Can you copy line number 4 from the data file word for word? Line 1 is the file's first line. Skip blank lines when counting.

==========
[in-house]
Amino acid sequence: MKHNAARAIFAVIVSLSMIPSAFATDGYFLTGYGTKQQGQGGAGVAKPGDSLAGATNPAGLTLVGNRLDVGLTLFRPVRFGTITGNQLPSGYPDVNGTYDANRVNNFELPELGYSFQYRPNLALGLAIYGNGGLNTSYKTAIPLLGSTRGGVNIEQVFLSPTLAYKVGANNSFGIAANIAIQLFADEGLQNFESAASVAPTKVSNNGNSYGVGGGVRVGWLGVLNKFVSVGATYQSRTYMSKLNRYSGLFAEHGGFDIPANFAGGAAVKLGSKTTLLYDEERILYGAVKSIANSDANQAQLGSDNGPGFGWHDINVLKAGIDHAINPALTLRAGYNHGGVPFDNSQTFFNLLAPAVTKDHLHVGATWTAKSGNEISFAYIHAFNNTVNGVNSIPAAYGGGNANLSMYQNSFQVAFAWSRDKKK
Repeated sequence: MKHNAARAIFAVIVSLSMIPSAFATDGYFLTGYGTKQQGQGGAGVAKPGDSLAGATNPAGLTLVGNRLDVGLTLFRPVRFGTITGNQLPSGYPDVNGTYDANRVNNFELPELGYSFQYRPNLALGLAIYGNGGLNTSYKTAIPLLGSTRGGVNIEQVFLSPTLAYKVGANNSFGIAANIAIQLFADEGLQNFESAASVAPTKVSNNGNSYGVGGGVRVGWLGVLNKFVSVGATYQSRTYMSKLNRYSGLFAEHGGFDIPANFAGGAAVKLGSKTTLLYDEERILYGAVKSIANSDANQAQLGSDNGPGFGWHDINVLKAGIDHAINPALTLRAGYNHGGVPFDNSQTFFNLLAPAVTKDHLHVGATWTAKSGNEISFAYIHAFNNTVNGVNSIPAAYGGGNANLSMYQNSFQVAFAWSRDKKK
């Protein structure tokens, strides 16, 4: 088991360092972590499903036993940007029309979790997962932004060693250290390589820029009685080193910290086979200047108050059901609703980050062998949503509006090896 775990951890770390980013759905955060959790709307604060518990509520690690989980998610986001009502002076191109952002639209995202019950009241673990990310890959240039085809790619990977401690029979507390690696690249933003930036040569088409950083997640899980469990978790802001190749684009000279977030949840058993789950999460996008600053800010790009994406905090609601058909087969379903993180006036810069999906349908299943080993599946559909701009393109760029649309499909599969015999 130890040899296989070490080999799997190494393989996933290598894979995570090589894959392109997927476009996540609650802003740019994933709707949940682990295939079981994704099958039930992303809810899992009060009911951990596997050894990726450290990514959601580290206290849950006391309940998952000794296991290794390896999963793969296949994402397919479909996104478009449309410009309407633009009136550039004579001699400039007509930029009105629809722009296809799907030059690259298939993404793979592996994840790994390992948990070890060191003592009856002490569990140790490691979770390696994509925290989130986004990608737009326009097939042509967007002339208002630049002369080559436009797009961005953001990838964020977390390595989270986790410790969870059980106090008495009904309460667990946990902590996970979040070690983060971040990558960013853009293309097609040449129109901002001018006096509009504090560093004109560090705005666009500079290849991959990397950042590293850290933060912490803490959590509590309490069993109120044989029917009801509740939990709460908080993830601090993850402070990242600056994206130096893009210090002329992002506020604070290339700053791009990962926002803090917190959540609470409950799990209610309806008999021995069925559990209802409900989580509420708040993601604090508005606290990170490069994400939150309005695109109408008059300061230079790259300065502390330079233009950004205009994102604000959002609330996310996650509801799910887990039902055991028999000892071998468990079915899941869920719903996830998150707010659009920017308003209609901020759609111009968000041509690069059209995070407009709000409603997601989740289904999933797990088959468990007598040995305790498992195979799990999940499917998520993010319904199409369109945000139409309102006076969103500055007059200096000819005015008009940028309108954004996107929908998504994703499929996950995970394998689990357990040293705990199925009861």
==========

């Protein structure tokens, strides 16, 4: 088991360092972590499903036993940007029309979790997962932004060693250290390589820029009685080193910290086979200047108050059901609703980050062998949503509006090896 775990951890770390980013759905955060959790709307604060518990509520690690989980998610986001009502002076191109952002639209995202019950009241673990990310890959240039085809790619990977401690029979507390690696690249933003930036040569088409950083997640899980469990978790802001190749684009000279977030949840058993789950999460996008600053800010790009994406905090609601058909087969379903993180006036810069999906349908299943080993599946559909701009393109760029649309499909599969015999 130890040899296989070490080999799997190494393989996933290598894979995570090589894959392109997927476009996540609650802003740019994933709707949940682990295939079981994704099958039930992303809810899992009060009911951990596997050894990726450290990514959601580290206290849950006391309940998952000794296991290794390896999963793969296949994402397919479909996104478009449309410009309407633009009136550039004579001699400039007509930029009105629809722009296809799907030059690259298939993404793979592996994840790994390992948990070890060191003592009856002490569990140790490691979770390696994509925290989130986004990608737009326009097939042509967007002339208002630049002369080559436009797009961005953001990838964020977390390595989270986790410790969870059980106090008495009904309460667990946990902590996970979040070690983060971040990558960013853009293309097609040449129109901002001018006096509009504090560093004109560090705005666009500079290849991959990397950042590293850290933060912490803490959590509590309490069993109120044989029917009801509740939990709460908080993830601090993850402070990242600056994206130096893009210090002329992002506020604070290339700053791009990962926002803090917190959540609470409950799990209610309806008999021995069925559990209802409900989580509420708040993601604090508005606290990170490069994400939150309005695109109408008059300061230079790259300065502390330079233009950004205009994102604000959002609330996310996650509801799910887990039902055991028999000892071998468990079915899941869920719903996830998150707010659009920017308003209609901020759609111009968000041509690069059209995070407009709000409603997601989740289904999933797990088959468990007598040995305790498992195979799990999940499917998520993010319904199409369109945000139409309102006076969103500055007059200096000819005015008009940028309108954004996107929908998504994703499929996950995970394998689990357990040293705990199925009861």